Moving up in stakes is a complex topic, and one I’m glad is a constant presence in poker forums. Everyone, from newcomers to old-school players, is a little curious about the process of moving from microstakes to small stakes, or from $2NL to $5NL.
If your goal is to continuously earn money while playing poker, you’re going to want to move up stakes at some point, since you can earn more money in a smaller amount of time. As you progress through higher and higher cash game limits, you’ll face increased competition in games that involve increasingly-higher amounts of money.
If you’re going to move up stakes successfully, you need to understand the process. This post is a guide to the why, when, and how of moving up stakes in online poker.
A Bankroll Tip for Moving Up Stakes
Opinion is a little divided on this subject – in my opinion, as long as you have a bankroll that can sustain 20 buy-ins for the next stakes level up, your money is ready to move up. If you start with a bankroll worth 20 buy-ins of $5NL, and your goal is to build a bankroll worth 20 buy-ins of $10NL, all you need to do is double your money. By waiting until you have that $200 bankroll built up before you move up stakes, you’re protecting your bankroll for the inevitable bad streak.
But remember – just because your bankroll is big enough to handle a certain buy-in doesn’t mean you have to move up at that point. Think of this restriction as a floor rather than a ceiling. The more you grow your bankroll before your move, the more secure your money once you decide to make the move. Never be ashamed to move back down in stakes if an experiment in moving up goes wrong.
When to Move Up in Stakes
Here are some factors to consider once your bankroll is big enough to move, but before you actually make the move:
Am I winning?
You should be keeping track of every dollar you spend on poker, and be able to calculate how much you win vs. how much you lose for each poker session. The use of poker tracking software is a huge boon in this regard; looking at statistics will help you decide if you’re winning enough to consider a change in stakes.
What’s my ROI?
Your ROI should be a positive number (and ideally at least a double-digit positive number) before you consider a change in stakes. Here’s how to figure your ROI – divide your profits by the gross amount you’ve spent on poker, with that number then multiplied by the total number of games played. The break-even point is 0%, so any number above 0 is a positive ROI. It’s a mistake to move up in stakes when you can’t even consistently make money at your current level.
Am I ready to move up?
This is a psychological/philosophical thing, and it’s difficult to quantify. The level you’re comfortable with psychologically is unlikely to change. You may be a billionaire who’s just uncomfortable with anything about $20NL – or you may be dead-broke and totally in the zone at $100 a hand. Only you can tell – so it’s important to be honest with yourself.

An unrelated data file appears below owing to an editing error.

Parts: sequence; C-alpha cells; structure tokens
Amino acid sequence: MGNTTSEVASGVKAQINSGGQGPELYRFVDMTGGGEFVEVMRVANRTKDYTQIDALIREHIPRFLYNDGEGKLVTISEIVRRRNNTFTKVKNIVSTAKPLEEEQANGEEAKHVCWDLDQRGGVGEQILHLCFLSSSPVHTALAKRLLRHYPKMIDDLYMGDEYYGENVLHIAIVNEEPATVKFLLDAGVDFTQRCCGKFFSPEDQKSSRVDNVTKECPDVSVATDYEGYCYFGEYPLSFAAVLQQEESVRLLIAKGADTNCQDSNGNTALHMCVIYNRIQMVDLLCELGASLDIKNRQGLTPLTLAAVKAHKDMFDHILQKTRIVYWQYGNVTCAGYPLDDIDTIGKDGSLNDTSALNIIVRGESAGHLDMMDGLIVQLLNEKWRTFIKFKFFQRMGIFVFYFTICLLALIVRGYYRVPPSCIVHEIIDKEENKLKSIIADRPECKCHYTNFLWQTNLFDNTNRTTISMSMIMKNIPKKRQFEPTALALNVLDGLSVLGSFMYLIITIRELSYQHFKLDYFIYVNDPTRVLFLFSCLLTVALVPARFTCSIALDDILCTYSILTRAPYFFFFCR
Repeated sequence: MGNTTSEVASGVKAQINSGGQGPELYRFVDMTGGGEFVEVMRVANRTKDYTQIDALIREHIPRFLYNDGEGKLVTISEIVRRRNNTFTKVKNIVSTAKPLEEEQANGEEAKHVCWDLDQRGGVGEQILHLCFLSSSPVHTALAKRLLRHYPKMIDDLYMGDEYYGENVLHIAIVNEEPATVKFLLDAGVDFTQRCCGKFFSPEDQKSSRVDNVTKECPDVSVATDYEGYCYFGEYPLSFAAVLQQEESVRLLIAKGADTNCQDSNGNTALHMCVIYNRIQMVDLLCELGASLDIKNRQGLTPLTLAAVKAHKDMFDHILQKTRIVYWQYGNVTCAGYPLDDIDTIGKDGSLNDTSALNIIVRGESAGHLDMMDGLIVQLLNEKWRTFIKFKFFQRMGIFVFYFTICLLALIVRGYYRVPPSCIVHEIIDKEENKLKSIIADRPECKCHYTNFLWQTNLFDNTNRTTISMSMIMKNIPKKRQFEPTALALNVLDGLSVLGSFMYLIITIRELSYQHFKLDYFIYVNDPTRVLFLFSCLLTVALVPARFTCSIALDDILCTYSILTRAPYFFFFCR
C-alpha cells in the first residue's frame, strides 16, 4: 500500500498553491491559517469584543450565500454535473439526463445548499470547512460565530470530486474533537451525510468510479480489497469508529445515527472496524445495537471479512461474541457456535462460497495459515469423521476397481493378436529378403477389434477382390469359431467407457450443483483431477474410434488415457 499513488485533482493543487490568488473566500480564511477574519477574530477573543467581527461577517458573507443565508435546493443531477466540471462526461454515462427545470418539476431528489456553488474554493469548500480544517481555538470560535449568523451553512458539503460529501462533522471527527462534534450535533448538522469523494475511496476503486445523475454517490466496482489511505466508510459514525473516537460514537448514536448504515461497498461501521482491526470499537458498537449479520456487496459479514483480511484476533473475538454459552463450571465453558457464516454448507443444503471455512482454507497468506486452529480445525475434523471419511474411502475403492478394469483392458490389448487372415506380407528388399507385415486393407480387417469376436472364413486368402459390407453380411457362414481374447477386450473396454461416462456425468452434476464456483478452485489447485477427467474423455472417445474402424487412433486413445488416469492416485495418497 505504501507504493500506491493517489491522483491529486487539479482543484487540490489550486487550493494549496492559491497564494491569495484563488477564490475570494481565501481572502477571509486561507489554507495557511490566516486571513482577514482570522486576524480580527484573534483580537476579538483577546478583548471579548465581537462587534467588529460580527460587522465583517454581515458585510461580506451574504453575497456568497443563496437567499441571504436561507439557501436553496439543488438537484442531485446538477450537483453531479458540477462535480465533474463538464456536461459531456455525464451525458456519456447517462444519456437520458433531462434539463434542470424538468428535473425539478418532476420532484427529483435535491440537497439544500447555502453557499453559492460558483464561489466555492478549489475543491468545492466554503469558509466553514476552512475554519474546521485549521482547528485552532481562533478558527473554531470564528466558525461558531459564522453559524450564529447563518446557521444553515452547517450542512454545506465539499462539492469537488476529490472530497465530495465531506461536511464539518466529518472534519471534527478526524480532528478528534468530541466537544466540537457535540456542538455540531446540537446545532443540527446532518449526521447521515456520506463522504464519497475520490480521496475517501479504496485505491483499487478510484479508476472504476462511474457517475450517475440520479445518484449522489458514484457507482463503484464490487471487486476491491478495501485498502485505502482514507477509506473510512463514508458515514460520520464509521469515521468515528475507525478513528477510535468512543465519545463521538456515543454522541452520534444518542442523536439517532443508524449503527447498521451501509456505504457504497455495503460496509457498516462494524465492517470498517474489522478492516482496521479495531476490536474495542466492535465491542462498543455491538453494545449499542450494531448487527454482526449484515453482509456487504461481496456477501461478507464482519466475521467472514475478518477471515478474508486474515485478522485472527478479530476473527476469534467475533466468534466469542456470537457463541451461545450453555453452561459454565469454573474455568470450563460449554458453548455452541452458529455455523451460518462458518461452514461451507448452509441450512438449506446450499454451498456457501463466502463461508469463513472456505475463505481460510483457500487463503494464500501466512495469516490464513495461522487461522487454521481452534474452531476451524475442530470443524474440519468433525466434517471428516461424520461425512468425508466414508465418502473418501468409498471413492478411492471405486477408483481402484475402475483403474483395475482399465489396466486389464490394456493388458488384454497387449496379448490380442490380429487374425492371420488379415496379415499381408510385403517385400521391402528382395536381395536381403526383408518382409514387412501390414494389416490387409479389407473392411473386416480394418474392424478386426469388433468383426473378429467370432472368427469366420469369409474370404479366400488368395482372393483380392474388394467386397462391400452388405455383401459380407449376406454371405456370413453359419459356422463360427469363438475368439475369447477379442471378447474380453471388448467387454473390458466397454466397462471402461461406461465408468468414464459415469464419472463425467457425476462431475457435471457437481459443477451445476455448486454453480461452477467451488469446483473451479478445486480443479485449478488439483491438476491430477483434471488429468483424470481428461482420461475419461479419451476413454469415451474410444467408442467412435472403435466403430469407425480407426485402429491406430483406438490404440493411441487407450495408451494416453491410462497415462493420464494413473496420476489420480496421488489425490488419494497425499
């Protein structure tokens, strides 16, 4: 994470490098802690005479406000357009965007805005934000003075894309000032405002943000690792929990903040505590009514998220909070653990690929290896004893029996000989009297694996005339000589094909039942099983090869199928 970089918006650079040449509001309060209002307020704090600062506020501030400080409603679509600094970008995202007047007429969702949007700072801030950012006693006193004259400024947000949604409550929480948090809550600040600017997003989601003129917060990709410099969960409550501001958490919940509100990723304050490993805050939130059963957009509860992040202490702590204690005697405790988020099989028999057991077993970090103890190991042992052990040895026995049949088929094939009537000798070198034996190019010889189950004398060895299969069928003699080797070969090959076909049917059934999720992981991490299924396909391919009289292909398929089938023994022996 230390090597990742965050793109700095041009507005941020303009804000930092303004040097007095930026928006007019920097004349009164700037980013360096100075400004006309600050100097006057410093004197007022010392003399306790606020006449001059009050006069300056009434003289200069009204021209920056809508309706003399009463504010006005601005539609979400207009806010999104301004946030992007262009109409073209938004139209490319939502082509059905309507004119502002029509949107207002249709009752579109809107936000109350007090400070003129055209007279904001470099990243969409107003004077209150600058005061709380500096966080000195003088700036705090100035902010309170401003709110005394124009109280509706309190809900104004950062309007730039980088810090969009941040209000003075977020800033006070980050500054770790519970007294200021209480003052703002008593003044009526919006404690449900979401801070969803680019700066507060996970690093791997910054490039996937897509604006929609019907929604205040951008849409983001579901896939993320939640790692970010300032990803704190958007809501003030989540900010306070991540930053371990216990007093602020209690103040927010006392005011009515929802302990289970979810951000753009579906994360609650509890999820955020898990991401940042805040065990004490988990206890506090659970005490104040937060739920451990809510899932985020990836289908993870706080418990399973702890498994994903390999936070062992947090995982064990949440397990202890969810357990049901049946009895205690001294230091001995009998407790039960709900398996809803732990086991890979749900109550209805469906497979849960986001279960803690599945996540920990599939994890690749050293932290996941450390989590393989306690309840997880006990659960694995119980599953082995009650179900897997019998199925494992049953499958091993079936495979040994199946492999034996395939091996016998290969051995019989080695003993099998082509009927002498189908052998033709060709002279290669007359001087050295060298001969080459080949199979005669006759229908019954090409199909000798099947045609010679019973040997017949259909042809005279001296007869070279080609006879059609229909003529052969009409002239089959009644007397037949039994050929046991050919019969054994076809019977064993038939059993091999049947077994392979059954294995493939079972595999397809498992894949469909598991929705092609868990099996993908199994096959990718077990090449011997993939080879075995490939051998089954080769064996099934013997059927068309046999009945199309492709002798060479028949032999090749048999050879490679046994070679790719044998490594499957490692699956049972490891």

How to Move Up in Stakes
Once you’ve made up your mind that it’s time to move up in stakes, I know of two different methods for doing so. They both have something valuable to offer, so you can borrow from each of them to form your unique moving-up method.
The “Blended Games” Method
Think of this method like adding cold water to a hot bath to make it comfortable. Blending two different buy-ins into your sessions allows you to maintain some comfort while challenging your abilities just enough to eventually move stakes altogether.
I discovered this method while moving up from $3 SNG’s to $6 SNG’s. I started small, running just one table of each. As I got more comfortable with the method, I was running two $3 games and 2 $6 games. Eventually, I got to the point where I was playing all $6 SNG games. The change in stakes sneaked up on me and I made myself comfortable with the tougher competition by exposure.
The “Testing the Waters” Method
The other end of the spectrum is more like tossing a kid into a swimming pool to cure them of their fear.
As long as you have enough cash for the buy-in, you can play at any stakes level you want. Throw out all the rules I’ve established in this post – you don’t need a specific bankroll size, or a specific skill level. Heck, you don’t even have to be good. If you want to test the waters at stakes way beyond your means, go ahead and do it. The experience will be worth it.
Taking a quick stabs at the stakes level just above you won’t be so scary after you’ve seen the talent level four stake levels ahead. This is the best way to overcome any mental block against moving up – jumping in with both feet against the big boys and getting it over with.
What’s the downside to the testing the waters method? You’ll probably be playing at a huge disadvantage and get beat a lot. Most players in this situation tighten up or just start gambling and bluffing like crazy. But here’s the beautiful thing about this strategy – you can bail and head back to your original stakes level at any time.
Moving up in stakes is about recognizing when it’s time to do so and implementing a strategy. When you’ve decided that you’re financially and mentally-prepared, you’ll want to test your skill before committing to a complete move.
The safest way to move up is to study a little bit every day and play an awful lot. As long as you’re checking your win rate and ROI along the way, and committed to moving back down if your move isn’t timed right, you’re doing it right. Remember that swings are a big part of the game. Changing stakes is a test of your psyche more than your skill set or bankroll.